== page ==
For the whole of my academic career I have believed in the idea of a political equilibrium. There are underlying forces – independent of personalities and independent of ideology – that push us to the public policies we have. Across the developed world, the political equilibrium in various countries is more similar than different – suggesting that the underlying forces are much the same from country to country.
From time to time, however, the equilibrium gets disturbed and in the resulting disequilibrium advocates of certain policies group together in predictable but not necessarily rational ways. For example, in the United States we historically have had those who want government in the bedroom but not in the board room aligned against those who prefer the opposite. If ideology were dominating politics, you would expect people who want government both in the bedroom and the boardroom to be aligned against people who want government in neither.
But ideology doesn’t dominate. In fact, it gets in the way. What is needed are ways of thinking that are not necessarily coherent, but provide intellectual excuses for the sets of policy positions that emerge. Liberalism and conservatism fulfill those roles.
And when I say they are not coherent I mean that you can’t find a book or an essay that explains how their various components rationally fit together.
The problem comes when the underlying forces change. For the sociologies to fulfill their social role, they too must change. And that’s not easy.
The problem for Democrats is that the party is increasingly ruled by the “new oligarchs.” In his review of The New Class Conflict, by Joel Kotkin, a lifelong Democrat, George Will explains that there is a:
growing alliance between the ultra-wealthy and the instruments of state power. In 2012, Barack Obama carried eight of America’s 10 wealthiest counties.
Unfortunately for party harmony, the oligarchs are basically anti-job creation and anti-economic growth – which they see both as a threat to the environment and a threat to their life style. This puts them squarely at odds with the working class voters who used to be the backbone of the Democratic Party.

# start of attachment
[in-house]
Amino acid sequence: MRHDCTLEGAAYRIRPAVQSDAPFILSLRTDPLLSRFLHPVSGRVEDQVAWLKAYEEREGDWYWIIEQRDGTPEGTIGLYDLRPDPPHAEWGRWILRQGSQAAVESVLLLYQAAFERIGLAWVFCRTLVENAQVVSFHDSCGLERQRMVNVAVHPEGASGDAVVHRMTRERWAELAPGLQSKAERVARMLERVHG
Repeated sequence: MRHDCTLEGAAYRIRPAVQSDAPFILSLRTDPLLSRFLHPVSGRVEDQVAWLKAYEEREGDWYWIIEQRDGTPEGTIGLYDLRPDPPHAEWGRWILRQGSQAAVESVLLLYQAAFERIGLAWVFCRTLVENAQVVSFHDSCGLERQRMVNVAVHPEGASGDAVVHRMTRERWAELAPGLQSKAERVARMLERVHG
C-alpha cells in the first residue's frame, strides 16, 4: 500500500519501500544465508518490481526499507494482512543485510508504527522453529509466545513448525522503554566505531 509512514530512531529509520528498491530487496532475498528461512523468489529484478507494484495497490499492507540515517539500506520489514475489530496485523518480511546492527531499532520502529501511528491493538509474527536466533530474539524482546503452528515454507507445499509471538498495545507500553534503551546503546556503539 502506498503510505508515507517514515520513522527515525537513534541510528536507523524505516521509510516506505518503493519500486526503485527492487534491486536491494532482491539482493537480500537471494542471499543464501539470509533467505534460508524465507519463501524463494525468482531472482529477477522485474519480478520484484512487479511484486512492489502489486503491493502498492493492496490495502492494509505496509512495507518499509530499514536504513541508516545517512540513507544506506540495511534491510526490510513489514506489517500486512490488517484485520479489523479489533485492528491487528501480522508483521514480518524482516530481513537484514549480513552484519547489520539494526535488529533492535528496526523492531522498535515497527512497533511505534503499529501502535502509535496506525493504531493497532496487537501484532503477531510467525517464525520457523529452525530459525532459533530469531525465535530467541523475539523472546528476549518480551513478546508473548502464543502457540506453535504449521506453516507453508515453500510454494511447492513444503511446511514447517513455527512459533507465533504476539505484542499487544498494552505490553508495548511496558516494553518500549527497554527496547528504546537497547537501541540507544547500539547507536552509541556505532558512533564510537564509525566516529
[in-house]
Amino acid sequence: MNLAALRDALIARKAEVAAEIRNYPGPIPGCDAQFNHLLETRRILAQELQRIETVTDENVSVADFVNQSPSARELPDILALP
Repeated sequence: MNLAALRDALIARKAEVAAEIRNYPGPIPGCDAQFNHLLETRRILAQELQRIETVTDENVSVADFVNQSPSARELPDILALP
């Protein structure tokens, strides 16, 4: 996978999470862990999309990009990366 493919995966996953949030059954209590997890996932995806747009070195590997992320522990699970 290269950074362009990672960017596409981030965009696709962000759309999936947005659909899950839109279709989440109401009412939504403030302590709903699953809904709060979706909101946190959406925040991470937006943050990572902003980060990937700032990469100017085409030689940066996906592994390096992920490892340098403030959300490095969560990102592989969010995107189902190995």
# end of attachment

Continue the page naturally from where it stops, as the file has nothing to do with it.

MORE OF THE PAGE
As I explained in “How Liberals Live,” once the plutocrats settle in a community like Boulder, Colorado or Portland, Oregon, they become fiercely anti-development and doggedly determined to shape their community in ways that price the middle class out of the housing market. As a result, wherever wealthy liberals tend to congregate, housing is more expensive and there is more inequality. Again from Will:
In New York, an incubator of progressivism, Kotkin reports, the “wealthiest one percent earn a third of the entire city’s personal income – almost twice the proportion for the rest of the country.” California, a one-party laboratory for progressivism, is home to 111 billionaires and the nation’s highest poverty rate (adjusted for the cost of living)….
California is no longer a destination for what Kotkin calls “aspirational families”: In 2013, he says, Houston had more housing starts than all of California.
We have already seen how powerful the oligarchs can be in the case of the vote on the Keystone Pipeline. Senate Democrats were so kowtowed by one billionaire environmentalist that they gave up a senate seat and voted against the labor unions – their traditional core constituency.
Not to be out done, New York Governor Andrew Cuomo has banned fracking in his state – another blow to blue collar workers Democrats ordinarily rely on when elections are held. The Wall Street Journal adds: “And this fellow fancies himself a potential President.”
What Democrats now need is a new type of liberalism. One that apologizes for and defends the new Democratic Party reality.
That’s a tall order.